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[ga-full] Re: History & current events (RE: [ga] About GA membership again......)
At 07:36 PM 4/4/00 +0200, Roberto Gaetano wrote:
Be careful what you wish for. With knowledge of history on your side, you
are now a supporter of the "rogue effort". :-)
>Simon Higgs wrote:
> >I like the analogy, but what "happened yesterday" does not overlap with
> >pre-history. ICANN has recently started the accreditation of registrars
> >and opened competition to NSI at that level. Pre-history, as you call
> >is the prior TLD application(s) to IANA, via the sanctioned RFC1591
> >process, to create new TLDs in the root, and authorize and delegate
> >new TLDs to new registries (i.e. back-end registries to registrars,
> >further opening competition, etc.). This has not been done.
>And, IMHO, it will never be done this way.
Never say never. Semantics get in the way. As you'll see below.
>Some applications were gathered (BTW, for which Jon pointed out that no
>guarantee for further processing could be granted), and set aside
>waiting for the definition of the process.
>By the time IANA lost (supposing it ever had) authority to delegate
>gTLDs, that process was not defined. Now a process may be defined (we
>all hope so), but IANA will not be the delegating authority.
>Before getting again into debate about continuity, may I ask whether the
> GA finds *really* reasonable that delegation of gTLDs will be done
>simply with a FIFS process picking from that chronological list, or
>whether other considerations should apply?
Firstly, the law of the land must prevail (previously cited). This means
you can't ignore the old applications. They can't just go away. They must
be process against some kind of criteria. RFC1591 states first-come first
served. Do we need to stick to that? That's all a matter of consensus. If
we're all happy with the new proposed criteria (i.e. revising RFC1591),
then why not use it? Defining the criteria is also part of the "rogue
effort" Dave Crocker is talking about. So, I'd say we have consensus so far.
>ICANN has defined accreditation mechanisms for Registrars.
>It is, IMHO, very likely that we have to define criteria for
>accreditation of Registries, that will include guarantees about
>financial solidity, for instance, notwithstanding possible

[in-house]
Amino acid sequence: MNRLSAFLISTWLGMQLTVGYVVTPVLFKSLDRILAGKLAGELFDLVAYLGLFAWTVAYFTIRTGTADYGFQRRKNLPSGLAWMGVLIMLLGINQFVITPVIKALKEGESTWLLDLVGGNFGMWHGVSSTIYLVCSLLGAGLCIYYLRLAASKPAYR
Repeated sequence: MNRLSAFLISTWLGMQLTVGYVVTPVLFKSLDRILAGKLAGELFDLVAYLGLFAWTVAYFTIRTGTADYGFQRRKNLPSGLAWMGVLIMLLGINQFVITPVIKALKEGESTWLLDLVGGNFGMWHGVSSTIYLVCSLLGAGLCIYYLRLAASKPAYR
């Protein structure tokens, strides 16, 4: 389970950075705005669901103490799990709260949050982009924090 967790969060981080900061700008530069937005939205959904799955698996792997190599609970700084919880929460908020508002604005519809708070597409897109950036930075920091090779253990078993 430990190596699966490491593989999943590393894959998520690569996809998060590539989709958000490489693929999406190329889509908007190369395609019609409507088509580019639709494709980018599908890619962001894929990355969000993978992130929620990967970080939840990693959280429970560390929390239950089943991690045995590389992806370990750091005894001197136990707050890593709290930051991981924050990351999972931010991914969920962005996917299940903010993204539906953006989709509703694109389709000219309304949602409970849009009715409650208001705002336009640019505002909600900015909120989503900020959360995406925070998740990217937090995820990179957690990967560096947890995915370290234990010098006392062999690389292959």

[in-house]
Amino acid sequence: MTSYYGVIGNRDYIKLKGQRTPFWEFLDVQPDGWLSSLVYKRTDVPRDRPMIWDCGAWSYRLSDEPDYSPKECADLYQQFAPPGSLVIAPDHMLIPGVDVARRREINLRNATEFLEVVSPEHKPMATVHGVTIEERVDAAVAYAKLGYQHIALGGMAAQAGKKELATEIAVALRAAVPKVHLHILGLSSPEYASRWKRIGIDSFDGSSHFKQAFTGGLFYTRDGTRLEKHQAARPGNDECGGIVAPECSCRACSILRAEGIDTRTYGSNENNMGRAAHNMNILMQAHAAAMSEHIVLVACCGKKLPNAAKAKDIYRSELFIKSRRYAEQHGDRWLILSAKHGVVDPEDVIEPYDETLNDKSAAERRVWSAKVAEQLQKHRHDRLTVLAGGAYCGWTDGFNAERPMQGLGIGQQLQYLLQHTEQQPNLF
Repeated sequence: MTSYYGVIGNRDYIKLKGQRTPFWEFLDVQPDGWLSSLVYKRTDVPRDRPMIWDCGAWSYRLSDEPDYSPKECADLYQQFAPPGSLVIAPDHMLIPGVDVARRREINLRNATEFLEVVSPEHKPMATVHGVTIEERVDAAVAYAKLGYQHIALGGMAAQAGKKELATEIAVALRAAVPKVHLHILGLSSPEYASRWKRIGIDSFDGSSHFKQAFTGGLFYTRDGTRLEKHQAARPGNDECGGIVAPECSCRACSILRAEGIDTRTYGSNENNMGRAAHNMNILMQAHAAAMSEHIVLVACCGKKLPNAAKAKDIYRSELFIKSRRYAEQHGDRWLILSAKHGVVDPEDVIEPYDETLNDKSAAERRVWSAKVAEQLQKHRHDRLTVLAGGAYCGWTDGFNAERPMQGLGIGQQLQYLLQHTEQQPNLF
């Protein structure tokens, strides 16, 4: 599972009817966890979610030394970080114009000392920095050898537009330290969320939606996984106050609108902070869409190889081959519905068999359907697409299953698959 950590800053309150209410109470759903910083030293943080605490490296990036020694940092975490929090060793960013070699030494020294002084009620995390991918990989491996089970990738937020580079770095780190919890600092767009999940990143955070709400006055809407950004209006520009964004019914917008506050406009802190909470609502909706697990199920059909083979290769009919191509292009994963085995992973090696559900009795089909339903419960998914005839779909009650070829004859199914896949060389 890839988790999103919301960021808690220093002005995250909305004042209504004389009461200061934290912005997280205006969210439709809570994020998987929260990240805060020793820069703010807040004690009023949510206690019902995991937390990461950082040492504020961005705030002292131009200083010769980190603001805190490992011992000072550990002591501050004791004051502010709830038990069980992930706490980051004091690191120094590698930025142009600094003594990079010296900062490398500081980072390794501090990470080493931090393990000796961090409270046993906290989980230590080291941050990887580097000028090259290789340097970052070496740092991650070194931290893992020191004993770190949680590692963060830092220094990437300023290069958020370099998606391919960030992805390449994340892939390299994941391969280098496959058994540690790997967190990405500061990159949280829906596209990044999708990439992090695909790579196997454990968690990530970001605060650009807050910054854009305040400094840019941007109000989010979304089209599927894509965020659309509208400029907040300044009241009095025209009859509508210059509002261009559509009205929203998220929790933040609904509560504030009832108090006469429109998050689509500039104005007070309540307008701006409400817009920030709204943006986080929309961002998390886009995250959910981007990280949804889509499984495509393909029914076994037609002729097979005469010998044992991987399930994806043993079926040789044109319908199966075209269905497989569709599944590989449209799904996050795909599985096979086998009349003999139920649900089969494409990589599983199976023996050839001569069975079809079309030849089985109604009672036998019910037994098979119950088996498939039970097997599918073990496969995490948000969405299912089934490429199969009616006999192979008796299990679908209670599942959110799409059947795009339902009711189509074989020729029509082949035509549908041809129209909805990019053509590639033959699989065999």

>considerations about geographical distribution.
>These, IMHO, are going to be considerations that will have much more
>weight than an ordered list at IANA's.
I think that you've missed a major reference point. The IANA/rogue effort
spent 99% of it's time trying to define the criteria by which all the
applications were to be measured (i.e. revising RFC1591) - and that
"application process" was to be the original function of the IAHC. The
accreditation criteria was known as "draft-Postel" or "The Postel draft".
Again, I repeat, that everyone here and WG-C should read it:
Can we come up with a revised version covering new TLDs, new registries,
and additional topics ICANN is discussing? Of course.
>To make a practical example, IODesign will be much better off in being
>able to prove to be serious about running the .web Registry (which I
>believe they do) than in relying (only) on "prior" claim (BTW, I am
>under the impression that IOD was not the first anyhow - so I assume
>that Chris will agree on this point).
We have consensus.
>Please check that list, and you will find it full of absurde claims made
> without substance, sometimes in bulk because in any case to make such a
> claim did not cost much more than the use of some bandwidth.
I understand, but whether I agree with you or not (I do), the law firmly
overrides any emotional response. It's a list of domain name applications.
They're just at the root level. Do you think this is any different from
registrations other registries get at 2LD or 3LD? Not as far as the raw
application goes, and therefore they must be treated properly (cite:
RFC1591 - "the name space is recursive"). How they are processed is based
upon community consensus, and the criteria that is shaped by both consensus
and the prevailing law. We've seen the law intervene already, which is how
ICANN came into existence.
>To be in that list *may* be considered an element by ICANN when making a
> decision, but I am pretty sure that this will not be the main one, and
>probably not even a required one.
I can feel the attorneys frothing at the mouth already. The past has shown
us that lawsuits are a clear indication of lack of consensus. I think the
correct way to say this is "must be considered by ICANN and evaluated
against criteria defined by community consensus." This provides equality to
all applicants throughout the various stages of the process from the early
days through to ICANN.
>In the meantime, things are progressing.
>Somebody may have noticed the GAC recommendations on gTLDs contained in
>their Cairo communique, for instance.
Do you have a URL for this please?
The bandwidth is out there...
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